"There is a real need to get senior claims people and rehabilitation providers together to exchange experiences in a non-competitive way so that we can identify why it is that some insurers dealing with the same sort of claims as other insurers get completely different results when it comes to rehabilitation."

It's good to talk

Kynixa chief executive officer Ray Shannon thought that dialogue was important because it was unreasonable to expect any decent research to come from individual rehabilitation companies because these providers are relatively small, as are the volumes they are dealing with.

"My suggestion would be that we look at this collectively. Between us we have many cases and can produce some good evidence in terms of outcomes and benefits. We could consider working with one of the universities to create a proper research protocol. There has got to be a much more open approach because everyone is working in the dark."

IPRS group chief executive David Bingham interjected that he believed the issue is not so much the proof of the clinical benefits, but the proof of the commercial benefits. "And I would question whether or not it is our job to prove to an insurer that commercially it is cost-effective for them to do it. They all have a different cost line that they are working towards, and I think it is for individual insurers to make the decision whether or not the service that they want is commercially viable for them. For me, the clinical argument is not there any more. There is a great deal of evidence."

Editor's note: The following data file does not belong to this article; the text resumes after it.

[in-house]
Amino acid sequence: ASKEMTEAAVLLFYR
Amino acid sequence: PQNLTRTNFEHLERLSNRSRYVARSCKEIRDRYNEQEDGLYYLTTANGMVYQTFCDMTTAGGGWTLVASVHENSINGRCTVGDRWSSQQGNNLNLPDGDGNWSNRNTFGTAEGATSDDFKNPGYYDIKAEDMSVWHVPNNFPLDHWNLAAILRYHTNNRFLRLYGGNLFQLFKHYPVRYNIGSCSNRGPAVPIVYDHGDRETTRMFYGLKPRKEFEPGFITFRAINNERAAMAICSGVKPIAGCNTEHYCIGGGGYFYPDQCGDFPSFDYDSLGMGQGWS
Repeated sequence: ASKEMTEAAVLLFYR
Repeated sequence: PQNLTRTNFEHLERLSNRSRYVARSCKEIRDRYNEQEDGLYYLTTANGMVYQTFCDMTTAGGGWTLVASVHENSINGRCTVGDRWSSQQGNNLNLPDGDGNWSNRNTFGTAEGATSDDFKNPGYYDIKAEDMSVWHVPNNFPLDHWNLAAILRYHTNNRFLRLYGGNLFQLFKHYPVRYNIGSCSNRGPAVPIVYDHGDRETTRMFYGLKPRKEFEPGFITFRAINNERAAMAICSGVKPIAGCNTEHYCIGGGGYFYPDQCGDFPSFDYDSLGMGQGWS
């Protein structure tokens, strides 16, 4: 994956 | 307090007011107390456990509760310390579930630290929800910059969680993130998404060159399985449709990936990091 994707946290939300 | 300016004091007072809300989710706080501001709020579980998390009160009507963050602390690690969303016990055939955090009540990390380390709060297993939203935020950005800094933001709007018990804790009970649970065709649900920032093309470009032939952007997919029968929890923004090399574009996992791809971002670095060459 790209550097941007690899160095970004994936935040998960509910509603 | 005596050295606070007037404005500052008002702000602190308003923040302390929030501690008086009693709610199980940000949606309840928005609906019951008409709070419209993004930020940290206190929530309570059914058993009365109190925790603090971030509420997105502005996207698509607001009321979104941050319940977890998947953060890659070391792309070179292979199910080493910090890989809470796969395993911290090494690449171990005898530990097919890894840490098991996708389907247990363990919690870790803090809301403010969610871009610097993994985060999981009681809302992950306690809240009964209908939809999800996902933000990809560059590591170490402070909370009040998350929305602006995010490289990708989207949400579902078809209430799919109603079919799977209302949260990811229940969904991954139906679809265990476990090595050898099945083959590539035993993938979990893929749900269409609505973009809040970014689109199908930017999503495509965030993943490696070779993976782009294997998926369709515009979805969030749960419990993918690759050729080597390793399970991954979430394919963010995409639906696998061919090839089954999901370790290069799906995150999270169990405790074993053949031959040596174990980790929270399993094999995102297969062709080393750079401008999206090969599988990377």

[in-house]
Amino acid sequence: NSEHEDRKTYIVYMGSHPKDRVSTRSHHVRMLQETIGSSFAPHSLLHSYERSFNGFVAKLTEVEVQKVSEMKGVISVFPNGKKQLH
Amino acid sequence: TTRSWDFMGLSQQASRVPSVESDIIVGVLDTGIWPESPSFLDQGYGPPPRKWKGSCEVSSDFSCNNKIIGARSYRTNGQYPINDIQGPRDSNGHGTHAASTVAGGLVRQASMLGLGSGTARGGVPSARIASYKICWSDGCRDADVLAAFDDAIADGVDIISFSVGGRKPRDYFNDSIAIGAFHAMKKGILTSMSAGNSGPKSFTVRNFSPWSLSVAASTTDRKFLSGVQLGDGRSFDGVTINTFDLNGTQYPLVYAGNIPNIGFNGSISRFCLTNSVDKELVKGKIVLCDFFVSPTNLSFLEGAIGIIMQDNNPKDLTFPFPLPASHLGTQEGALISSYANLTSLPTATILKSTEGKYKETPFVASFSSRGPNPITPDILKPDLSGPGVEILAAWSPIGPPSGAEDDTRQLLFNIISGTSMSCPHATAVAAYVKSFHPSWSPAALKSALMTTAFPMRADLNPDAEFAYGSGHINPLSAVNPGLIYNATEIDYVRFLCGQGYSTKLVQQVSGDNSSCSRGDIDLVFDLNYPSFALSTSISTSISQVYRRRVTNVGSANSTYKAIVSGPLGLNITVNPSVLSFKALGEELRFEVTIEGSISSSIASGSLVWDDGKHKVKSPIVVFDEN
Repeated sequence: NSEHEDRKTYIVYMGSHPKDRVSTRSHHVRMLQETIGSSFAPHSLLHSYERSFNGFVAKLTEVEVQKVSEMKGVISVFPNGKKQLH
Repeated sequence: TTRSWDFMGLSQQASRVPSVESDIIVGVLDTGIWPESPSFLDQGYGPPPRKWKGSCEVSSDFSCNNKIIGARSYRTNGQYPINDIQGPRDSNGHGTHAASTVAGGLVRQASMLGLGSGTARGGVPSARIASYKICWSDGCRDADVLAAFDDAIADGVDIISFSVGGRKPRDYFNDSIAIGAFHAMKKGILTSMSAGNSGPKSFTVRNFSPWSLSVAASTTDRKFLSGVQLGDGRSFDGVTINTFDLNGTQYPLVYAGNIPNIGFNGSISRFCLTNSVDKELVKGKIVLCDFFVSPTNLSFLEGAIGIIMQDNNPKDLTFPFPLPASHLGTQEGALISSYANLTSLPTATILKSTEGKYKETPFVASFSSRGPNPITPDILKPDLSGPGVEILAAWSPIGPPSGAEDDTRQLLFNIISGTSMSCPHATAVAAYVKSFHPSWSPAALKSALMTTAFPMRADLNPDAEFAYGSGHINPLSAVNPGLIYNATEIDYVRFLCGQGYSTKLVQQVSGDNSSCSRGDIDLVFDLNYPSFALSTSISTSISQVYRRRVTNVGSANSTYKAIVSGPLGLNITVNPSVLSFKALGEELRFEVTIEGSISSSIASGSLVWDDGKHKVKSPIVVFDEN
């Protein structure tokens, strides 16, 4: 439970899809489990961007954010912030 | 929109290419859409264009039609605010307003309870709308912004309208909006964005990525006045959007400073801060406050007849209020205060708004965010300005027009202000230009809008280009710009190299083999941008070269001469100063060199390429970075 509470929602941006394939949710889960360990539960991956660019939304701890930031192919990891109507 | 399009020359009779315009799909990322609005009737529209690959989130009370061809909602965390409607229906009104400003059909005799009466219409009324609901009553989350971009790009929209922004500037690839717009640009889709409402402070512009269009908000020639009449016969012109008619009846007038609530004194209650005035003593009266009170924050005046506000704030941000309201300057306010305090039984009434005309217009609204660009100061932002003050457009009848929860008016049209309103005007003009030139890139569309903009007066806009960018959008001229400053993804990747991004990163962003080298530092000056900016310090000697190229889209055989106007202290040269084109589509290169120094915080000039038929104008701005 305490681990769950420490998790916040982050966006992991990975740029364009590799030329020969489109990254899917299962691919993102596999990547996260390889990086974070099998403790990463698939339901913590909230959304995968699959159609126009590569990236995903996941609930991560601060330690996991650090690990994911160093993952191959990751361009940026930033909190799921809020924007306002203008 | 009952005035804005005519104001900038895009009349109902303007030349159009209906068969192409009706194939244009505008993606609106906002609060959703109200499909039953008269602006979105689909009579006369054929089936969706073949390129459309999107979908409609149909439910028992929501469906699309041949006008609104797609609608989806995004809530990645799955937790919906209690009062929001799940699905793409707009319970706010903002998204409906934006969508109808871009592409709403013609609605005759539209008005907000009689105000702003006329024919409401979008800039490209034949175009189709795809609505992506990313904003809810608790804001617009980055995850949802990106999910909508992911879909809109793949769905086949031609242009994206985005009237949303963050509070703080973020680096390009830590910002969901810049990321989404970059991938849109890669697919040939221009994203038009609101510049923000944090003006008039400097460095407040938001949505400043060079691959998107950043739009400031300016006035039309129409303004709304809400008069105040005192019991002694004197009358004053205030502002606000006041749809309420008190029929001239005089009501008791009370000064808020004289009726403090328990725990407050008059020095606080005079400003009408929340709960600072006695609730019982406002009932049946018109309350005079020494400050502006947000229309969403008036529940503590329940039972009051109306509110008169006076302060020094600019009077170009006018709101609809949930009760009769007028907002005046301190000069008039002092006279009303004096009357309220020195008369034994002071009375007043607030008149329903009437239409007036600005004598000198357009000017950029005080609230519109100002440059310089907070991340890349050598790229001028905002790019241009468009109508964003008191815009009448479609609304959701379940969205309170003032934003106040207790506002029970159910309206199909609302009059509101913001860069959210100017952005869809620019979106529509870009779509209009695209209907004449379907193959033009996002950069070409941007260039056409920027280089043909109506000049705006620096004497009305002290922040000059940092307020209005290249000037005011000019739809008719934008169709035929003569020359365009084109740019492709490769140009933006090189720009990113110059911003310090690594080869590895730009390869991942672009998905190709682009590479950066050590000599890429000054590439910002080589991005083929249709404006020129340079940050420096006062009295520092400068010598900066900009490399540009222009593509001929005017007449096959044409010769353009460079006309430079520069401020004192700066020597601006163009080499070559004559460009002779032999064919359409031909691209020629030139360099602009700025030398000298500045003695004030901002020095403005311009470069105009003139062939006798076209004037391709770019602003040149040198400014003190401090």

As the discussion turned to whether rehabilitation service providers should wait for insurers to prove the value in rehabilitation, as Mr Bingham suggested, Treatment Network client services director Chris Kenber commented: "If you wait for insurers to do this, you will wait a very long time because, traditionally, they are wary, cautious, bureaucratic, slow-moving organisations. They are also slow to put the information that they do have in the public domain. Two I can think of are Norwich Union and Zurich. They do but most don't, and most individual providers don't have sufficient databases to put the information together."